Retired doctor crafts beautiful furniture
Mark Odland has had many professions in his life: At various times, he has worked as a professional musician, served in the U.S. Navy, been employed as a meteorologist and practiced medicine.
But it wasn't until relatively late in his working life that Odland discovered the hobby that would become his passion: woodworking.
Since he discovered the craft roughly 40 years ago, the retired Detroit Lakes physician has constructed as many as six to eight pieces of handcrafted furniture per winter, though he's slowed down some in the last few years.
"I can't move very fast now," he said, noting that a project that once would have taken him a couple of days to complete can now take as many as 10 days from start to finish.
When he first started woodworking, Odland would spend between six and eight hours a day in his shop adjacent to the garage outside his Detroit Lakes home.
Now, he typically goes to the shop for "an hour to an hour and a half" each day. "That's about all I can handle," he said.
His wife Ruth passed away three years ago -- after 65 years of marriage -- and for about four years before that, she had lived at Emmanuel Nursing Home, after being diagnosed with dementia.
Earlier in their marriage, Ruth had also begun to suffer the effects of rheumatoid arthritis, which is why Mark felt the need to take up a hobby that would keep him closer to home.
"She couldn't go fishing with me anymore," he said, with a sad smile. "I needed something to keep me busy."
He credits former Detroit Lakes industrial arts teacher Howard Tyberg with giving him the skills to pursue his new hobby, and he continued to learn new techniques through woodworking magazines.
Plus, he said, "I own just about every piece of (woodworking) equipment there is."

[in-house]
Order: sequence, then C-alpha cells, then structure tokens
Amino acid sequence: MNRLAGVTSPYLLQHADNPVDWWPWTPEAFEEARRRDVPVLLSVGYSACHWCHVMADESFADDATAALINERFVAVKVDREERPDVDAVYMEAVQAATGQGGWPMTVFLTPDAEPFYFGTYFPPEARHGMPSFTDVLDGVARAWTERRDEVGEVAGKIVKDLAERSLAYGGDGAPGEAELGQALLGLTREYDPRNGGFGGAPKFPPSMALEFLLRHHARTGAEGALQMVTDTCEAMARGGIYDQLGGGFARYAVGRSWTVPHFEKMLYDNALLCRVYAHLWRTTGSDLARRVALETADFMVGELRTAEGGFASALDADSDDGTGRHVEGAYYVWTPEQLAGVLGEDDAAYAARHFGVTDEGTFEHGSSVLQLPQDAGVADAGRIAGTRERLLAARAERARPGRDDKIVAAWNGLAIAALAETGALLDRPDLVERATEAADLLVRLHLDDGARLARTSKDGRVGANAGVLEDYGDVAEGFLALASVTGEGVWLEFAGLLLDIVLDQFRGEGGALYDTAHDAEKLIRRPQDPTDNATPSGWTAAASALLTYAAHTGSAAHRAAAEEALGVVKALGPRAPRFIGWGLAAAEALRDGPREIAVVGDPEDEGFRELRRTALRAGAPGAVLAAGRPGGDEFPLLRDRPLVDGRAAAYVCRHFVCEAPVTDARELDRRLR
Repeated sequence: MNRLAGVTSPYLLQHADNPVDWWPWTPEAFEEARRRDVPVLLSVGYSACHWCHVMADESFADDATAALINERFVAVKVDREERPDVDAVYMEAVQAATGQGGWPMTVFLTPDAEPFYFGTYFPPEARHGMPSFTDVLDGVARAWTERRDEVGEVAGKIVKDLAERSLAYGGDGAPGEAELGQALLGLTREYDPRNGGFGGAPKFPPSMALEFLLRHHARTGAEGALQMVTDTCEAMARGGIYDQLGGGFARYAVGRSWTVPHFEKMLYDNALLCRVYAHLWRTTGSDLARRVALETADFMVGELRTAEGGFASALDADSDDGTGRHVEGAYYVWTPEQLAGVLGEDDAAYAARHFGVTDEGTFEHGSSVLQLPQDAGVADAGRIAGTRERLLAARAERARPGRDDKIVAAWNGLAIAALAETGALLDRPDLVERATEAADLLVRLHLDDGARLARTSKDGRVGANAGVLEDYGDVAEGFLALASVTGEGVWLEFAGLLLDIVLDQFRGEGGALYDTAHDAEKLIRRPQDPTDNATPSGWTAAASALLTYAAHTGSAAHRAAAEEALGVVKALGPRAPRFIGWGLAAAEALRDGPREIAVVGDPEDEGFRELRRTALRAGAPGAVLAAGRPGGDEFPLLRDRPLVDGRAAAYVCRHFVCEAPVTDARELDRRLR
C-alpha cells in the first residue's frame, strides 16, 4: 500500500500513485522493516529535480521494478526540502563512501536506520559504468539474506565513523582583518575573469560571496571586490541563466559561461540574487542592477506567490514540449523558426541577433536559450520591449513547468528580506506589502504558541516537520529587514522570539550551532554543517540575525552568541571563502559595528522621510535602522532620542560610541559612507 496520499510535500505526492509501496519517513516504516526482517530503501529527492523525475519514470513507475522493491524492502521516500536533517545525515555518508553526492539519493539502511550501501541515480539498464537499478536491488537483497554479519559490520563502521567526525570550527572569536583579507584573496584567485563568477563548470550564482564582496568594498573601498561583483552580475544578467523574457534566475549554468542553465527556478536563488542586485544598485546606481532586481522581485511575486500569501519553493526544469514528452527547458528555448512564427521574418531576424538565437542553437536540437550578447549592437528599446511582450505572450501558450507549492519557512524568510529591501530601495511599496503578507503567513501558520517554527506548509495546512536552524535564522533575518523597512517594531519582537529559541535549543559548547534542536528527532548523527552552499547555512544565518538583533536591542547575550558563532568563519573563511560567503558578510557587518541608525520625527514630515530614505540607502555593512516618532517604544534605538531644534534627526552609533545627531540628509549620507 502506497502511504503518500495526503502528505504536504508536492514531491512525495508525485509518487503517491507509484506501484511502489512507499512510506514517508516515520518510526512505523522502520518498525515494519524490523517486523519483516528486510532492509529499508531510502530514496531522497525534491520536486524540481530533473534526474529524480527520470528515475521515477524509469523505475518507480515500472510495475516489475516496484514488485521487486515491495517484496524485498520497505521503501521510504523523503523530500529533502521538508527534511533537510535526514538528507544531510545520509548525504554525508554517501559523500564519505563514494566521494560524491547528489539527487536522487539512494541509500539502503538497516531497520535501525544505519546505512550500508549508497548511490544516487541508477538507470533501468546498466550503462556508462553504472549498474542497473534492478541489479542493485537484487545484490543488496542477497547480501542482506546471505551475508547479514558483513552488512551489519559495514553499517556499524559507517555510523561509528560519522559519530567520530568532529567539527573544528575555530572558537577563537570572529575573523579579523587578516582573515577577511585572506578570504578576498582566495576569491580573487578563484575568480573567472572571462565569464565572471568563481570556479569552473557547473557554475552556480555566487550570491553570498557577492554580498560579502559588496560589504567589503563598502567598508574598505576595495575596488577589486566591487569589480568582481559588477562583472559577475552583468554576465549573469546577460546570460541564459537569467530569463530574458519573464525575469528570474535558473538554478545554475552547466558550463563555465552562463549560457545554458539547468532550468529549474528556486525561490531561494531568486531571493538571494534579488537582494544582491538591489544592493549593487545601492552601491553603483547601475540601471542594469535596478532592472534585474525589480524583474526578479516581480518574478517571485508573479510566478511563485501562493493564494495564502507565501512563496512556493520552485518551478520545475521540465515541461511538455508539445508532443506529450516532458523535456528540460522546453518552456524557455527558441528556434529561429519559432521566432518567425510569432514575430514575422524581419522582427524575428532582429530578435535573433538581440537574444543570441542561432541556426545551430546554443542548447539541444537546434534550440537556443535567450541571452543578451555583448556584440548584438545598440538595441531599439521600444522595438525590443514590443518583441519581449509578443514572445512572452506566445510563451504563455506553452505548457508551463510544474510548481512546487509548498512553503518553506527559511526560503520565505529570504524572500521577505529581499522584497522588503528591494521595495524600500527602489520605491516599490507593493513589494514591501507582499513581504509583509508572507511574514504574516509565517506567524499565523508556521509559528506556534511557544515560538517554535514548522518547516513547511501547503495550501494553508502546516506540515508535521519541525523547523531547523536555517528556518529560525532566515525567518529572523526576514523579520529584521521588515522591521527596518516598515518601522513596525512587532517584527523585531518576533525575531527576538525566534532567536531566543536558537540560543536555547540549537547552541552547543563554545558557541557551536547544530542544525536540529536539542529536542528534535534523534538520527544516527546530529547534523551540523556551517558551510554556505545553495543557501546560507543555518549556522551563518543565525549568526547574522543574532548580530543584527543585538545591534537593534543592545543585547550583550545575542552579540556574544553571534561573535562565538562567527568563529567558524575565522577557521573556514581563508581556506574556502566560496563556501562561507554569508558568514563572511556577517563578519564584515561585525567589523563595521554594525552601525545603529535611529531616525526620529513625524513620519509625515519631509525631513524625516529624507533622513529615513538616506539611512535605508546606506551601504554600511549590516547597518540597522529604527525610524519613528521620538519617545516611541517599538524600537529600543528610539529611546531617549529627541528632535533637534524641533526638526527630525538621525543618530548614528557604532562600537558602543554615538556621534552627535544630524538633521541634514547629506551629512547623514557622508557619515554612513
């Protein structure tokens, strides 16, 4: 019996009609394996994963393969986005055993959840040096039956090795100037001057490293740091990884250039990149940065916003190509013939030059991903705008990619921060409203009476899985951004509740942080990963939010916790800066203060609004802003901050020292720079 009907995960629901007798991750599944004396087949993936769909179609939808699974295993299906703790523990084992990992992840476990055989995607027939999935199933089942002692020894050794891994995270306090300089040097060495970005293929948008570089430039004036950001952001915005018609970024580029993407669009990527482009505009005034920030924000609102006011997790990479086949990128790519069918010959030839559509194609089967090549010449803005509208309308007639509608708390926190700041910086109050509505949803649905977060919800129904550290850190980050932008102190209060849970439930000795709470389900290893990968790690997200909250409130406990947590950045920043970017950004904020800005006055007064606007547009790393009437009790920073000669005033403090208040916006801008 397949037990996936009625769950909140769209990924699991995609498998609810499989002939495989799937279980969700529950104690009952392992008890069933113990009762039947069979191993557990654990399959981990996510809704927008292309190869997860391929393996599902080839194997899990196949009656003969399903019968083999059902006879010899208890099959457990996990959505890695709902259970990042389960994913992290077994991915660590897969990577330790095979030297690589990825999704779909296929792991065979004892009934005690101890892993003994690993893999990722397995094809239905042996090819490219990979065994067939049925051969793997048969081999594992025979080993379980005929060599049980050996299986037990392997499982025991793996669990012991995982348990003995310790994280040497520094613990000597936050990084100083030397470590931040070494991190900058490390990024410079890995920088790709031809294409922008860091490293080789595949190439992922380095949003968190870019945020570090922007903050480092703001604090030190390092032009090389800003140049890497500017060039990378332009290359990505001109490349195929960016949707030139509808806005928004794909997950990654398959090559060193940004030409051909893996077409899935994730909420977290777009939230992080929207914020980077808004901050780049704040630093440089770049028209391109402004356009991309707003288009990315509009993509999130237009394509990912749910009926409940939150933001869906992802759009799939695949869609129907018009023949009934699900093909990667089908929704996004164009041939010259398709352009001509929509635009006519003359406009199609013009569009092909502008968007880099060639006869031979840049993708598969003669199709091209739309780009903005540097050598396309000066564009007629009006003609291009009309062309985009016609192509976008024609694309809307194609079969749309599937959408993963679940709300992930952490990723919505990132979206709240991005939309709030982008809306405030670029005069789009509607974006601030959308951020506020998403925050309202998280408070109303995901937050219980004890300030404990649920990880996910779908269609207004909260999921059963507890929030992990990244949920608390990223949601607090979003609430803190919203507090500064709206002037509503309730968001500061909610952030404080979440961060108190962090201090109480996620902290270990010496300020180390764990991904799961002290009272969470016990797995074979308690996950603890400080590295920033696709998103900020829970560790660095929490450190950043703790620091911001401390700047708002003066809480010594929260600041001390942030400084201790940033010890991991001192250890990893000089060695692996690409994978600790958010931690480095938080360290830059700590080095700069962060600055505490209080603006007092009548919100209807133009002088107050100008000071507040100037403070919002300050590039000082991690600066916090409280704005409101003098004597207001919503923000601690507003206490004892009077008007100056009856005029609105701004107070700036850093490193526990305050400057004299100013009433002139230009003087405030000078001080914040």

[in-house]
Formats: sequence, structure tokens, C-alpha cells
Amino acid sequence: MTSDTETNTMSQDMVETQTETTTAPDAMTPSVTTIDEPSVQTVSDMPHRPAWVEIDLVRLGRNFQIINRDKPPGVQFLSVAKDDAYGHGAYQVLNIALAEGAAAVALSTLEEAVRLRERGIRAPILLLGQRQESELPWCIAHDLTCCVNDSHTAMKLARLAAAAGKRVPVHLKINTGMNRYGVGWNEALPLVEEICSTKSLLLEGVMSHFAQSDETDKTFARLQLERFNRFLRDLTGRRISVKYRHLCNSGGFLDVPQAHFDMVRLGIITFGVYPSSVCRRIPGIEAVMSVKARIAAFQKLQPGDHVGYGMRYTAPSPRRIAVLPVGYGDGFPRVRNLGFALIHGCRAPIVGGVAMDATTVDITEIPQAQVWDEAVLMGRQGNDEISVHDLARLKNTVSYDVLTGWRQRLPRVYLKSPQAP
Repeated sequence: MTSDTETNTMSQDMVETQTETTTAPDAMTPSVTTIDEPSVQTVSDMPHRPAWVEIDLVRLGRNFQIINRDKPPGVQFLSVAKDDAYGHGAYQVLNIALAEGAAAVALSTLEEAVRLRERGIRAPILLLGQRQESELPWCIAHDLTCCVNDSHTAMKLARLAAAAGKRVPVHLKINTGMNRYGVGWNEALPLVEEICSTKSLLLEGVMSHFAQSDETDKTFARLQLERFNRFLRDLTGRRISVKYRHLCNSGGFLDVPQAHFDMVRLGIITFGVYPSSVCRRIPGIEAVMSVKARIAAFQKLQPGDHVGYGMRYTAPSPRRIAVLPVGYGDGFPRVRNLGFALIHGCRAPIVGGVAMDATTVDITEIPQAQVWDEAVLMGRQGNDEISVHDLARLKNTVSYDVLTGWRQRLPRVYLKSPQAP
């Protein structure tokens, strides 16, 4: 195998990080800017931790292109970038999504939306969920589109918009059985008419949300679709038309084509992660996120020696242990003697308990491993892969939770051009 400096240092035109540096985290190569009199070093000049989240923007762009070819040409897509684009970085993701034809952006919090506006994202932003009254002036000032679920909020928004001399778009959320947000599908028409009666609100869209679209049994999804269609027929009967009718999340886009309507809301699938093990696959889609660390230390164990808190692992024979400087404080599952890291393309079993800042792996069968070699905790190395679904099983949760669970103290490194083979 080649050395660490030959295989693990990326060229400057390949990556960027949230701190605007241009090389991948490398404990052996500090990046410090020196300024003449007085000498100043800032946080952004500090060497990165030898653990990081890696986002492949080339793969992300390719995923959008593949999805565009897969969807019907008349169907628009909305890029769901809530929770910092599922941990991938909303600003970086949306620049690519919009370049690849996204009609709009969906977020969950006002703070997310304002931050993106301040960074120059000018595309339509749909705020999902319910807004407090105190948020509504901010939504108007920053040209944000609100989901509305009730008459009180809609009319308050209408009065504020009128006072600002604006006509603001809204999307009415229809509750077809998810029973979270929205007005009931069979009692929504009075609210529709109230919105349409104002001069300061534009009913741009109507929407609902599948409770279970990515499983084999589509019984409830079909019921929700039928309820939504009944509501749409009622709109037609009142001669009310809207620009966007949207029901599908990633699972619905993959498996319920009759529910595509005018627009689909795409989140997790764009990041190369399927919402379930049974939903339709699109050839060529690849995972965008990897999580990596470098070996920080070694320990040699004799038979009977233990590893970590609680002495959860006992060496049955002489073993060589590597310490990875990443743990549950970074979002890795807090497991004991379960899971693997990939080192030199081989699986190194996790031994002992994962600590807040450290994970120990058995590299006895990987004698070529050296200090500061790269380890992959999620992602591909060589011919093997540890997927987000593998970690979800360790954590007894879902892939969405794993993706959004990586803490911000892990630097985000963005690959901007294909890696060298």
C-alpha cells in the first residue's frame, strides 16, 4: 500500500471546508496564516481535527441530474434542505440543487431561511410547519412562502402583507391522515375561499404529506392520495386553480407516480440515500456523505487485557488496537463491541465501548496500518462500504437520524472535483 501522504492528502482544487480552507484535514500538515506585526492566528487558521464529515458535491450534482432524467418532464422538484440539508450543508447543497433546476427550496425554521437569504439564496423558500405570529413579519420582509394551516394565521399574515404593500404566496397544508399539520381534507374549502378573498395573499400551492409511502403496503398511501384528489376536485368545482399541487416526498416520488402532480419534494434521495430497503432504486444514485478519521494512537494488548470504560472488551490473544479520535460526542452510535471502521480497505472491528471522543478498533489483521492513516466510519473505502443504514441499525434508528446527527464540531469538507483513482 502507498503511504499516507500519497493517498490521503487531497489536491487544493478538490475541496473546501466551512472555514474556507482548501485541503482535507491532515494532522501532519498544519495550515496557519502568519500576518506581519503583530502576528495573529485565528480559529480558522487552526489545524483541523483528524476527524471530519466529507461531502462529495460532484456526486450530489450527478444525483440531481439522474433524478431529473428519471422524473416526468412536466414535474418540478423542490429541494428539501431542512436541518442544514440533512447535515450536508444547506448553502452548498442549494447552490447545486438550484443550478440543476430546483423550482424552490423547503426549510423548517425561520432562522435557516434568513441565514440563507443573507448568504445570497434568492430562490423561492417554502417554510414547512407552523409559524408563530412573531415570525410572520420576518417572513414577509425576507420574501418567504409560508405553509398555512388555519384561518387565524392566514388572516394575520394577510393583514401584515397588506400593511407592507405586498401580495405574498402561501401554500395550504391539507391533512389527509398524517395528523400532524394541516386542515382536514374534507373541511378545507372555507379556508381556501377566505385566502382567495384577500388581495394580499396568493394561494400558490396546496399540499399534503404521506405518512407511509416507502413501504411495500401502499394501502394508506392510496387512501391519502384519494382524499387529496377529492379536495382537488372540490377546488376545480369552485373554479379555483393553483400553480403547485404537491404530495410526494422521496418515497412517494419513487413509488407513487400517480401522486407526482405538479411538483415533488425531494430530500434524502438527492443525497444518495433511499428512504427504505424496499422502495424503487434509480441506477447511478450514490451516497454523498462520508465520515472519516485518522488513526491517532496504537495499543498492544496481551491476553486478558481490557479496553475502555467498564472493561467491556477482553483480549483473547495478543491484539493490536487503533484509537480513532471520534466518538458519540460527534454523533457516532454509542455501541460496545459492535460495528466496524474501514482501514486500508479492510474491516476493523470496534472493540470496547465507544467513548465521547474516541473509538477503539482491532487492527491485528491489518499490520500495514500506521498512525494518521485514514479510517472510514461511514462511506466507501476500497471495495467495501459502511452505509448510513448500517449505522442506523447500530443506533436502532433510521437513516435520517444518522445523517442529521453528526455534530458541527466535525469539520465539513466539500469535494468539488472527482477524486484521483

Whereas some men might spend their leisure time drinking and smoking, Odland said, "I don't drink and I don't smoke."
Instead, his time and money have been spent buying woodworking equipment and wood for constructing his various pieces, many of which now grace the homes of his four children, six grandchildren and many friends and family members.
"I make them primarily for family and friends," he said. "It's been a lot of fun."
Though he still owns his house in Detroit Lakes, Odland has called The Madison home since January of last year.
"I have a nice home here in town, but I'm alone (his children all live elsewhere now), and I wasn't eating properly... and though I didn't know it, I was a little depressed," he said.
"I didn't have anyone to talk to but the TV."
Since moving to The Madison, however, he has found plenty of friends to converse with.
"We're going to have bingo this afternoon," he said, but added that "it's the coffee and conversation that follows" which he looks forward to the most.
"Everybody who lives here is very congenial and very thoughtful," he added.
And he also loves the view outside his window and balcony, which overlook a small wooded area.
"I love the woods," said Odland, adding that he enjoys watching the wildlife, though he hasn't seen any larger woodland creatures than the occasional bird or squirrel.
Though he has settled in comfortably at The Madison, Odland still manages to spend at least a little time out at his wood shop every weekday.
His latest creation is a headboard that sits atop the bed in his bedroom, between two night stands adorned with uniquely crafted lamps that were also his creations.
Most of his best pieces, however, have now been claimed by his children, said Odland with a smile.
"I still do it because I love it -- it just takes me a little longer, that's all," he said. "It gets in your blood."
And he's also looking forward to a June fishing trip to Lake of the Woods with friend Mike Lickiss.
"I like fishing out on the open water," he said.
"I'm looking forward to it."
Follow Detroit Lakes Newspapers reporter Vicki Gerdes on Twitter at @VickiLGerdes.